The very controversial bible classes offered in Georgia Schools are threatened with extinction because a) Georgia has thrown education under the bus and now a public school class requires a higher number of students than ever to be considered affordable and b) they ain’t got the students signing up for them there bible classes.
Four other states (the usual suspects: Texas, Tennessee, South Carolina and Oklahoma) have similar laws. They are all facing the reality that just because it says “In God We Trust” on the money that they can afford to force their religion on the children in public schools.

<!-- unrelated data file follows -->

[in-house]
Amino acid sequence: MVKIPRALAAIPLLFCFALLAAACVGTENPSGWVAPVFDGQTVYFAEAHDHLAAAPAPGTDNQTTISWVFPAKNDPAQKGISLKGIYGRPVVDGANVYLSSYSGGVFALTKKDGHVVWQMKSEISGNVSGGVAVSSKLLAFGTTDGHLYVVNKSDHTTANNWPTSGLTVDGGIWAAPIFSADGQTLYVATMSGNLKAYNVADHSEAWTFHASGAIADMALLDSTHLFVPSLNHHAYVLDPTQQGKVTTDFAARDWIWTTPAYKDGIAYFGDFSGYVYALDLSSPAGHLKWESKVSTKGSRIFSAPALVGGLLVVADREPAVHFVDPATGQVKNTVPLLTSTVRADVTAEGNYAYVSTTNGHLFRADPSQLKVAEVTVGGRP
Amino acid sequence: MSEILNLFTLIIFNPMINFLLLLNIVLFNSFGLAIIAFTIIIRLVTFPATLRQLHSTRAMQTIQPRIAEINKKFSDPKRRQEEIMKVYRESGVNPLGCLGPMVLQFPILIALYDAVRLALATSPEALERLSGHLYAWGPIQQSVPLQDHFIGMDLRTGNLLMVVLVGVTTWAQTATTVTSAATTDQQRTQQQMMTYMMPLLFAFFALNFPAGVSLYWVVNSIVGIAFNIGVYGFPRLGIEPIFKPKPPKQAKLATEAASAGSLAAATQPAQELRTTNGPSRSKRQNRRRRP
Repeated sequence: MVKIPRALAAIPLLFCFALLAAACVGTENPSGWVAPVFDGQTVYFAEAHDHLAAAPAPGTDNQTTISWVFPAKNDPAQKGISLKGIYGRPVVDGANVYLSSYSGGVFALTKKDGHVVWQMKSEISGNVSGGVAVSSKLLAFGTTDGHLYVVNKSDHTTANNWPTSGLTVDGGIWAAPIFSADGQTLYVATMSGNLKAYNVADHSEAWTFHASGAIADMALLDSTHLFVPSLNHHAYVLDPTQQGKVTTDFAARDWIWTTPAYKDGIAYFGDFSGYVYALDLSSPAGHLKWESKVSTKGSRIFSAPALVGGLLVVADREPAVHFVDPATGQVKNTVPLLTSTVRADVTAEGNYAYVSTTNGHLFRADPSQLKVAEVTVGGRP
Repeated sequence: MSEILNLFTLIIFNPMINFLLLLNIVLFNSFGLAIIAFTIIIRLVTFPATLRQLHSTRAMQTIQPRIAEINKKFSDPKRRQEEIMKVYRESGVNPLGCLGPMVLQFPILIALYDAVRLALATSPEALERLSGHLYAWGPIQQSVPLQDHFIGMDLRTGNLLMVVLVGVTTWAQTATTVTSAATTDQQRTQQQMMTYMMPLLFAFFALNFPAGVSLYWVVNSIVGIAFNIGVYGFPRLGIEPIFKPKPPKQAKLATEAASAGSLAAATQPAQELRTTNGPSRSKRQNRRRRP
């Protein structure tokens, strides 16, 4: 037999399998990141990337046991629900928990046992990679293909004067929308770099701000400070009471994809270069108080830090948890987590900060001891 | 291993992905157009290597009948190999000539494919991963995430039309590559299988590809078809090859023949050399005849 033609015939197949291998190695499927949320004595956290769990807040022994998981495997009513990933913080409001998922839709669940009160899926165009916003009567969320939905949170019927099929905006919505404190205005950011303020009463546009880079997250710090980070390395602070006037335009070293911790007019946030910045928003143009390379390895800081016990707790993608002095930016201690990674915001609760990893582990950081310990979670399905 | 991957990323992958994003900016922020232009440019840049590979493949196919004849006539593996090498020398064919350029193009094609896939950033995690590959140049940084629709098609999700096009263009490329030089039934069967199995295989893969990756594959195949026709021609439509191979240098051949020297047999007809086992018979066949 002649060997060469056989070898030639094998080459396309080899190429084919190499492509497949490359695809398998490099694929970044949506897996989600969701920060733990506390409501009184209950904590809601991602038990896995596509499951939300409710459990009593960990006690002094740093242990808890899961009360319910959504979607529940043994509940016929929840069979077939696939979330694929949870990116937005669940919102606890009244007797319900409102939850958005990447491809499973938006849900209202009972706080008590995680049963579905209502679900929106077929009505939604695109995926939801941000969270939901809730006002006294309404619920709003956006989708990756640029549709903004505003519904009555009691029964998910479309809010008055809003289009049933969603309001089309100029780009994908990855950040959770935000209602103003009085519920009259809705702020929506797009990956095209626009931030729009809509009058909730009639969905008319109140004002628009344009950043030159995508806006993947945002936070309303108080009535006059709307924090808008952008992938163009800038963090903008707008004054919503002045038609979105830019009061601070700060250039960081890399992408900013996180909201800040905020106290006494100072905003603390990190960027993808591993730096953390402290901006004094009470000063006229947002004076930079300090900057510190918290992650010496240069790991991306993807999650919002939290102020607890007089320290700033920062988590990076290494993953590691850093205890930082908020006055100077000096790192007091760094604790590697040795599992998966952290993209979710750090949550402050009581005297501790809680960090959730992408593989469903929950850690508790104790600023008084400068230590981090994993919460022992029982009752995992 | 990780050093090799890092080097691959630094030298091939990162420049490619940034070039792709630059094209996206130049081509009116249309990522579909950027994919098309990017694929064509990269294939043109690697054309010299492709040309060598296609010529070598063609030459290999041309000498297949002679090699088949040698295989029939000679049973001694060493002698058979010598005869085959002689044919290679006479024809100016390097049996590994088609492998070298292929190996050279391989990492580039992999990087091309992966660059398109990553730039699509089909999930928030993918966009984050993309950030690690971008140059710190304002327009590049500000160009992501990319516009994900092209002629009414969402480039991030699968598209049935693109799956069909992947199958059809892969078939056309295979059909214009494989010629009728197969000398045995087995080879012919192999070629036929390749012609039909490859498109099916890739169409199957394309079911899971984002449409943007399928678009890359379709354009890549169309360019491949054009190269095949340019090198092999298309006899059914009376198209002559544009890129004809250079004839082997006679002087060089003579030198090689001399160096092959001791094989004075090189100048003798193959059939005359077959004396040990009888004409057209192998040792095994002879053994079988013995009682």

Though data are scant in other states, national experts say Georgia is not alone.
The economy is taking a toll on how many schools consider offering Bible classes because it’s difficult to find qualified teachers and set aside the funding for the textbook and materials, said Sarah Jenislawski, executive director for the Virginia-based Bible Literacy Project, which has sold its textbook to more than 500 schools in 43 states.
Before the laws passed, most schools would have been concerned about whether the classes are legal, but now the main objection is money, Jenislawski said.
All I’ve got to say about this is render to Caesar the things that are Caesar’s, and to God the things that are God’s, but get a receipt.